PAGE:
Patrick White deservedly won the nobel prize for literature. He was a man of extraordinary talent. Books like "Voss" made his reputation. But of his books, the one I remember most vividly is "A Fringe of Leaves". It is a mesmeric story that lingers long in the mind after reading it. I have now read it twice and will very likely read it again.
The story concerns the voyage in 1836 of the Bristol Maid, bound from England for Australia. On board is the beautiful Mrs Ellen Roxburgh a genteel and shy lady of her period. Then shockingly the Bristol Maid is shipwrecked on barren Australian shores where the survivors are captured by Aborigines and subjected to torture and worse. It is a descent back to mans primeval origins. Shorn of civilisation it is back to the Darwinian struggle where only the fit and strong survive. Mrs Roxburgh's humble past comes to her aid in the grim battle for survival, and she is a born survivor. In the will to live she begins to shed all the superfluous trappings of the civilisation she knew. The true Mrs Roxburgh disturbingly begins to surface.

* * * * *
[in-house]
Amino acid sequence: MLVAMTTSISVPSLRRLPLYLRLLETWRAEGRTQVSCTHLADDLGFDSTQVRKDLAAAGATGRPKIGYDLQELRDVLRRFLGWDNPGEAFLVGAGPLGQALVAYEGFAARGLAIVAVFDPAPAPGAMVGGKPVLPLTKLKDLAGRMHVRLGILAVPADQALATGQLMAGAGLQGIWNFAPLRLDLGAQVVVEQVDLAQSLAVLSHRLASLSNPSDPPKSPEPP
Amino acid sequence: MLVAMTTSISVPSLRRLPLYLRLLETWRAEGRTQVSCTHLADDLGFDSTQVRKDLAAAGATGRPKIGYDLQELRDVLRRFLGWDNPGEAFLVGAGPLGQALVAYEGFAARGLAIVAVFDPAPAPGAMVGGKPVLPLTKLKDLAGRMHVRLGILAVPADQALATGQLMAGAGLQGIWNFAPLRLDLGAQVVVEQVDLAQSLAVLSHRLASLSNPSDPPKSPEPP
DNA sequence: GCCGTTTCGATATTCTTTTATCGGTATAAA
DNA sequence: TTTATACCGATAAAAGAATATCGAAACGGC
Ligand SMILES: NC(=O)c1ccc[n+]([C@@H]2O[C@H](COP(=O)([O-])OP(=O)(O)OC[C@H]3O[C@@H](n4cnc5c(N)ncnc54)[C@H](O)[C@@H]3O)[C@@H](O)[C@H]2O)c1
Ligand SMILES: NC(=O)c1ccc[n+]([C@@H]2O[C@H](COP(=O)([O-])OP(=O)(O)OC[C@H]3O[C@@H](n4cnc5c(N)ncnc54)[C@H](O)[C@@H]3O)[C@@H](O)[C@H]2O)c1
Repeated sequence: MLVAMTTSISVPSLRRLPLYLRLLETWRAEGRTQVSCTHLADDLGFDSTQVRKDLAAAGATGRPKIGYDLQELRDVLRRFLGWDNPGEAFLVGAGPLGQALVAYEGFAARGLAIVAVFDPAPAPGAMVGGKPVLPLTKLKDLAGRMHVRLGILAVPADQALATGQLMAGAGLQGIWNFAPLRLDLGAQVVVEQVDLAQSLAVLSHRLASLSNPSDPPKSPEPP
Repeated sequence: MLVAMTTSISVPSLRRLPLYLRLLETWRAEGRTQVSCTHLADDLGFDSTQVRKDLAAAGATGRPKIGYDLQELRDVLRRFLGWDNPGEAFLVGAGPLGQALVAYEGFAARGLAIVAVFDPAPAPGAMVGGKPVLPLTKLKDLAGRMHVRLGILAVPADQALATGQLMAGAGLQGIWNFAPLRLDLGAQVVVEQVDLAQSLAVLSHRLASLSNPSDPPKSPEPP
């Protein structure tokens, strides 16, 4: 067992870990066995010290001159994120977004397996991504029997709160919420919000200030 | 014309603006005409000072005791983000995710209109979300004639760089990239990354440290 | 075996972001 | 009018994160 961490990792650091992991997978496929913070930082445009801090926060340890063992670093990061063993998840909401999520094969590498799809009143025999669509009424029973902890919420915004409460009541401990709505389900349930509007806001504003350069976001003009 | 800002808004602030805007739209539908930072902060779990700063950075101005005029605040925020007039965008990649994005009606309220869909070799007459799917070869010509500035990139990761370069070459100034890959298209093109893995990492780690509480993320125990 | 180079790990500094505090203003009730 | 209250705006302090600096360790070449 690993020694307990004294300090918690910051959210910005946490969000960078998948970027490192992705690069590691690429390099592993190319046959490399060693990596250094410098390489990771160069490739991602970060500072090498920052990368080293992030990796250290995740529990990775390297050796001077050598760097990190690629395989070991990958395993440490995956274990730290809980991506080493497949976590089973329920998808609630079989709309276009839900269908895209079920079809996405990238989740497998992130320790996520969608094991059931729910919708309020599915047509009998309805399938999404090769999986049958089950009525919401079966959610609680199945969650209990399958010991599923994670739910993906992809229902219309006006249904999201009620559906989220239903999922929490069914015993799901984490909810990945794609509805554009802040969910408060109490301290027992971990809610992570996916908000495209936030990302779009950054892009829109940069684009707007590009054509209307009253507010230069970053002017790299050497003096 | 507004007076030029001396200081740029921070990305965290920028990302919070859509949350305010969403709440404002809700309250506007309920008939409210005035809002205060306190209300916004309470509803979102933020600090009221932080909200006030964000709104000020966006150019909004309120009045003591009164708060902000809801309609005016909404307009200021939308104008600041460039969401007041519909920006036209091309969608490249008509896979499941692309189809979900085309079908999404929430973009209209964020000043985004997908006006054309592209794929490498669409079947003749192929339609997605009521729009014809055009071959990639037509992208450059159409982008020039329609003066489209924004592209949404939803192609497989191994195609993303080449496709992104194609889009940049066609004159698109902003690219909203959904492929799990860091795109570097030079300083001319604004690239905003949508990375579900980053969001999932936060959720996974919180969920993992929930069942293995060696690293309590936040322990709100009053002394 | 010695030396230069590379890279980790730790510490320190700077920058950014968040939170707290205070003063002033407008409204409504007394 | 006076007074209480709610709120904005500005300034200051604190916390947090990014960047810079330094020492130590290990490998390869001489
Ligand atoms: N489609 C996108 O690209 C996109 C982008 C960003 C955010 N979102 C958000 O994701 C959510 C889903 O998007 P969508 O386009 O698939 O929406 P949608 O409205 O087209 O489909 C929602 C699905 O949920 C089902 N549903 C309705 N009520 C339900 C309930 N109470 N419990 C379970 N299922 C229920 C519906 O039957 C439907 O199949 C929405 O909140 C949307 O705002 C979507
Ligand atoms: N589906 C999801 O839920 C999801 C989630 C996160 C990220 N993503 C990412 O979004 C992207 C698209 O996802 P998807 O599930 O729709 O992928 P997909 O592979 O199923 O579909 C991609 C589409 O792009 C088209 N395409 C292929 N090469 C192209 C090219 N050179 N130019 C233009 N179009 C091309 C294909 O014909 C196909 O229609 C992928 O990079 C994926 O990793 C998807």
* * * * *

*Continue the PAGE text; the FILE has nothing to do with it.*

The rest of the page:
The novel is wonderfully well conceived and says much about mans true nature. Scratch beneath the surface and we are not so far removed from our cave man past. In fact in many respects it might be argued they were more civilised. Remove all the baggage of so called civilisation and we descend back to our true nature. Manners and morals simply do not feed an empty belly and this is at the heart of the story. It is also one of the most tastefully erotic books that you are ever likely to read. But all in the best possible taste of course. Mrs Roxburgh in finding her primeval origins also becomes one of the most attractive literary heroines. I was unrequitedly in love with her much as I was with Kit Moresby in "The Sheltering Sky", which was equally as erotic. But most of all the book is utterly compelling and a damn good well written read. Highly recommended.